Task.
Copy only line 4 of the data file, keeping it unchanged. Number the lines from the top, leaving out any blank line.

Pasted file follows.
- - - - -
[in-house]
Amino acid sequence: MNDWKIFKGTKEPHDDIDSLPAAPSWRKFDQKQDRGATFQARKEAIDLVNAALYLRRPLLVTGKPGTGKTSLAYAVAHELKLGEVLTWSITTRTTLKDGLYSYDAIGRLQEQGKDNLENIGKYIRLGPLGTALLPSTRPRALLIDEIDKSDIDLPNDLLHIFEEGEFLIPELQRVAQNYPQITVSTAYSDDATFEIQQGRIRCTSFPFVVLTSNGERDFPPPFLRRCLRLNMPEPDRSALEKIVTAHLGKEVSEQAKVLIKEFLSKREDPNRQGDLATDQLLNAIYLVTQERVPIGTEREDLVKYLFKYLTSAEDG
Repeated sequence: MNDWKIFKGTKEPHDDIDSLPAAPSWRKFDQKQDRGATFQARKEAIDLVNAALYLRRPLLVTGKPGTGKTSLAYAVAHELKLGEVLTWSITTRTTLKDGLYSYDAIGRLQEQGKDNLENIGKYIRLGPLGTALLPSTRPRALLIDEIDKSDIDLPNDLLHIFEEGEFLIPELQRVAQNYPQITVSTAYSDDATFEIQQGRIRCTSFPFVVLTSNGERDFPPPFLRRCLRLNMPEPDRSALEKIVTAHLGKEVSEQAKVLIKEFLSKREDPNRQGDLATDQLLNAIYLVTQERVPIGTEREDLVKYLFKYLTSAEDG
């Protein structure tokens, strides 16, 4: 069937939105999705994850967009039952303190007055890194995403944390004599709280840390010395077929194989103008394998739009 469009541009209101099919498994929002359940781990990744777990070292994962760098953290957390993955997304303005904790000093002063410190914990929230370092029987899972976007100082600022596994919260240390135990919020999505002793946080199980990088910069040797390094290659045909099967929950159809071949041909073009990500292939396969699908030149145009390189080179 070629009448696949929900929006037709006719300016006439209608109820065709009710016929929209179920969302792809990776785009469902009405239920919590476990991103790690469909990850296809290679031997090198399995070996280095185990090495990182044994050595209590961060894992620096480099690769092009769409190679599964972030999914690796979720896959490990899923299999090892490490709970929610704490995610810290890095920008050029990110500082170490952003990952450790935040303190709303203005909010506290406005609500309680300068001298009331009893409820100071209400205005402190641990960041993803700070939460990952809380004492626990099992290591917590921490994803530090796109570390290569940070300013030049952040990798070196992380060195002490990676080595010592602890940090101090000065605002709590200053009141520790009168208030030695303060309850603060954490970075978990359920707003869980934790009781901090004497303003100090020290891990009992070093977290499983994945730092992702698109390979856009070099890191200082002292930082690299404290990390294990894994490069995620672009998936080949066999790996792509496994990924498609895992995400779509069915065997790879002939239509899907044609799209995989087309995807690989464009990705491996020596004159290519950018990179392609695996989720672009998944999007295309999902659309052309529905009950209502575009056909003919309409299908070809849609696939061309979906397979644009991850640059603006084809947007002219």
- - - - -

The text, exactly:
């Protein structure tokens, strides 16, 4: 069937939105999705994850967009039952303190007055890194995403944390004599709280840390010395077929194989103008394998739009 469009541009209101099919498994929002359940781990990744777990070292994962760098953290957390993955997304303005904790000093002063410190914990929230370092029987899972976007100082600022596994919260240390135990919020999505002793946080199980990088910069040797390094290659045909099967929950159809071949041909073009990500292939396969699908030149145009390189080179 070629009448696949929900929006037709006719300016006439209608109820065709009710016929929209179920969302792809990776785009469902009405239920919590476990991103790690469909990850296809290679031997090198399995070996280095185990090495990182044994050595209590961060894992620096480099690769092009769409190679599964972030999914690796979720896959490990899923299999090892490490709970929610704490995610810290890095920008050029990110500082170490952003990952450790935040303190709303203005909010506290406005609500309680300068001298009331009893409820100071209400205005402190641990960041993803700070939460990952809380004492626990099992290591917590921490994803530090796109570390290569940070300013030049952040990798070196992380060195002490990676080595010592602890940090101090000065605002709590200053009141520790009168208030030695303060309850603060954490970075978990359920707003869980934790009781901090004497303003100090020290891990009992070093977290499983994945730092992702698109390979856009070099890191200082002292930082690299404290990390294990894994490069995620672009998936080949066999790996792509496994990924498609895992995400779509069915065997790879002939239509899907044609799209995989087309995807690989464009990705491996020596004159290519950018990179392609695996989720672009998944999007295309999902659309052309529905009950209502575009056909003919309409299908070809849609696939061309979906397979644009991850640059603006084809947007002219």